Unexpectedly, we added a few days to our cycling journey and cycle the Golden Triangle to cross the BC/ Alberta border and spend a few days in Invermere, just passed Radium, to give presentations to the high school and elementary school.
The ride from Golden to Radium was 135km of pure mountainous bliss. We followed the railway and one of the Rocky Mountain ranges leading south and passed through the world’s second largest wetland area. The shades of blue and green contrasted the black rock of the mountains that have snow-capped peeks. The shoulders were wide and paved so Mischa and I could cycle at ease. Yes!
We ended our ride at Radium Hot Springs and had a small 4km climb to get the the hot pools. We hadn’t showered in a long while, so bathing in a giant pool heated by geothermal power was incredible. The talk of the town was all about the national park; the hikes, trail conditions and the bears. In a few hours we knew that there was a ‘mama grizzly’ and her cubs roaming around the highway close to Radium.
That night we packed up to find a camp site it started to rain. One thing we have noticed about this area of the world is that the weather can change so rapidly. The mountains create little microclimates making weather quite unpredictable. So there we were- tired, cold and now very wet at 6pm.
Thankfully, we are members of Warm Showers, a hub for cyclists to network and find accommodation. So, we looked up Radium and found one member- Margret, and decided to call her. With no real explanation of who we are, after a 45 second conversation we had a place to stay and cycled down to an incredible home with two lovely people at the door to greet us, offer a bed and to share dinner with us. We sat down at the table and shared stories and were inspired by both Margret and David and their sense of adventure and appreciation for their land in Radium.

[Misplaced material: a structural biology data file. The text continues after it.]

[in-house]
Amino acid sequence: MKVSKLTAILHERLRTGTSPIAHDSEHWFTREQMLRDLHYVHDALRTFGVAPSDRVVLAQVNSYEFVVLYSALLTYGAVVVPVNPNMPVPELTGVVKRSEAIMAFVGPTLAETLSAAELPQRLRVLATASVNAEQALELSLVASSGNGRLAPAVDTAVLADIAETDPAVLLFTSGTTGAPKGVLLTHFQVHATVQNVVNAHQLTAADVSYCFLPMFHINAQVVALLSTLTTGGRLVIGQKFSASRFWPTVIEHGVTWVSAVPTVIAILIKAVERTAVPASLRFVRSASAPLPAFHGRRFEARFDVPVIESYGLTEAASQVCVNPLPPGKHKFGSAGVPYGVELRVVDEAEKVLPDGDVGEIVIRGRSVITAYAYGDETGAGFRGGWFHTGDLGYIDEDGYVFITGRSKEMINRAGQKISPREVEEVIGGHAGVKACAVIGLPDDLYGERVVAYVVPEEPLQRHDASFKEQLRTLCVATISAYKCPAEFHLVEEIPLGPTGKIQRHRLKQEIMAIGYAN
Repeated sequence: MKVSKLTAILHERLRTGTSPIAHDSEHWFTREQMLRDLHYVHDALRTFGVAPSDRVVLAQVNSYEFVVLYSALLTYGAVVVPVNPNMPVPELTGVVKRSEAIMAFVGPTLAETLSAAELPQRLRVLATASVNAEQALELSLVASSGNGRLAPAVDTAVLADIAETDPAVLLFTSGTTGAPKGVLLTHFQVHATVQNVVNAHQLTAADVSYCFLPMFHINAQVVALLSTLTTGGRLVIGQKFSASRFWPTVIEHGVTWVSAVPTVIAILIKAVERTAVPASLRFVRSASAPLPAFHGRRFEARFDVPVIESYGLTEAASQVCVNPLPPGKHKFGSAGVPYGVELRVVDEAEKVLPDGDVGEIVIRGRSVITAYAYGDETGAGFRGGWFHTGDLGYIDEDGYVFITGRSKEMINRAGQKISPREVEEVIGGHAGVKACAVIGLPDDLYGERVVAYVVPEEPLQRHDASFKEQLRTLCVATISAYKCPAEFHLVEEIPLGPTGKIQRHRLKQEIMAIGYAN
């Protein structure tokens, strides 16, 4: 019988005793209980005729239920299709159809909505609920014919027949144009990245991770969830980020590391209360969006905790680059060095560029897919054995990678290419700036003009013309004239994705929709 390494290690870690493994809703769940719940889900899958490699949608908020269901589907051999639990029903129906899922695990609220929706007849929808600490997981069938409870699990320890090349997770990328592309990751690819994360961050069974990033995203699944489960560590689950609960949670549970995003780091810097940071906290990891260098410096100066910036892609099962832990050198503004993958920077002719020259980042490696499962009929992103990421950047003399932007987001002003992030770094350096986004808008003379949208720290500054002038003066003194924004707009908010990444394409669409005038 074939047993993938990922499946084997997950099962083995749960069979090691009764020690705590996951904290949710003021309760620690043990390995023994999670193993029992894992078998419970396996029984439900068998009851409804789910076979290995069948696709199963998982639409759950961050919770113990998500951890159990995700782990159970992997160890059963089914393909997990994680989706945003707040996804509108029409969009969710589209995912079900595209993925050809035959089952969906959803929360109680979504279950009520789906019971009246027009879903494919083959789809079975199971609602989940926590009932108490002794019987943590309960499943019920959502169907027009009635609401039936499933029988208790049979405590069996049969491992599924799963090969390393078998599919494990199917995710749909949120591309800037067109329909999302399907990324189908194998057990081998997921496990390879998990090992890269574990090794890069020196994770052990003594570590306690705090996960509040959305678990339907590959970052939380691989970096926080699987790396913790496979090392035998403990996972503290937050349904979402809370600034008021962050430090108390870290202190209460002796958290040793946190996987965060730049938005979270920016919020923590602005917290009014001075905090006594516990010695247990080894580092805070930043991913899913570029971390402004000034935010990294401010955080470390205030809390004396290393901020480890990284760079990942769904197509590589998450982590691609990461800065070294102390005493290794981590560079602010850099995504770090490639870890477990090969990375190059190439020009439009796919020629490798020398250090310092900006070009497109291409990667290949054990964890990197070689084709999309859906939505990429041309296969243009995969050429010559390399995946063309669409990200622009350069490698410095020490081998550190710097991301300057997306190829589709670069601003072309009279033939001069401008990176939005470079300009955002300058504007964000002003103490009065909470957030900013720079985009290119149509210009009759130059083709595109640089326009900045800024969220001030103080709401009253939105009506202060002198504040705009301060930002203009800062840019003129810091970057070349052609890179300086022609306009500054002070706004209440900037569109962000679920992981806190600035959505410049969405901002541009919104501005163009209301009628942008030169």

We woke up the following morning and were so excited to be in a real kitchen again! We went to the grocery store and cooked up a storm for breakfast, topped with any condiment we could find in their fridge. That is one thing about being on the road you really miss- things like dressing, salsa, mayonnaise, spices and for Mischa, ketchup.
David, like Mischa is a dreamer. He challenged us to live with an inquisitive mind and to pretend like we were the first explorers of Canada. Wandering through this giant land of unknown, truly facing all of the elements with no help or services.
This helped us a lot on our cycle up Kooteny Park to Banff. This journey was a 140km stretch through a National Park with no service stations or water in between. In and out is the only way to go. The stretch going north starts with a 12% incline for 12km. With my feet clipped in and us moving so slowly, there is no way I can stop cycling which helps keep me going up those long climbs!
As we climbed this mountain pass right into bear territory, every 4th car pulled over and warned us ‘hey guys, there are bears up ahead.’ Oh Boy. We got our bear spray out and hoped for the best. Keep cycling. I was ahead of Mischa and as I was peddling, up ahead to the left- there one was. A black bear eating flowers on the side of the road. I stopped, rather stunned. ‘Lets go Dani,’ Mischa says. ‘Mischa- there is a bear. Don’t push me.’ (I may have also called him a few names). The only way to go was up. So onwards we went. The black bear and I made eye-contact, triggering my legs to pedal faster and faster.
As we reach kilometre 11 of the climb, we see a National Park officer in his truck, and a few cars pulled over. To our left again, there she was. Mamma grizzly and her three cubs. The talk of the town was not a rumour. Bears are apparently the most aggressive when they are protecting their habitat and their young. Good thing we were cycling through her home with cubs at her side! Both of us couldn’t help but stare as we cycled by, feeling a bit safer with the park warden near. And man! Those baby bears were so cute! Fluffy and stumbling around on their little arms and legs that are not quite strong enough to hold them in single-file behind their mum.
Done with the bears? Not quite. After thinking that we had our bear experience behind us, there was one more we passed. This time it was coming down the mountain pass. As we just began to pick up speed, another black bear pops his head up beside us a few meters away behind the railing at the side of the road. For another brief moment we made eye contact, but the hill sped us ahead and before we knew it, we were moving so fast to feel afraid of animals catching up.
After a giant climb and the adrenaline from biking and the bears, cycling down the mountain pass was magical. The sun was setting and we were greeted on the other side of the peek by heaven. We could see hundreds of kilometres of mountains, lakes and being up high made the sky look massive. All I could think of was how lucky I was to have experienced this, and that never before would I picture myself being in this moment. Life.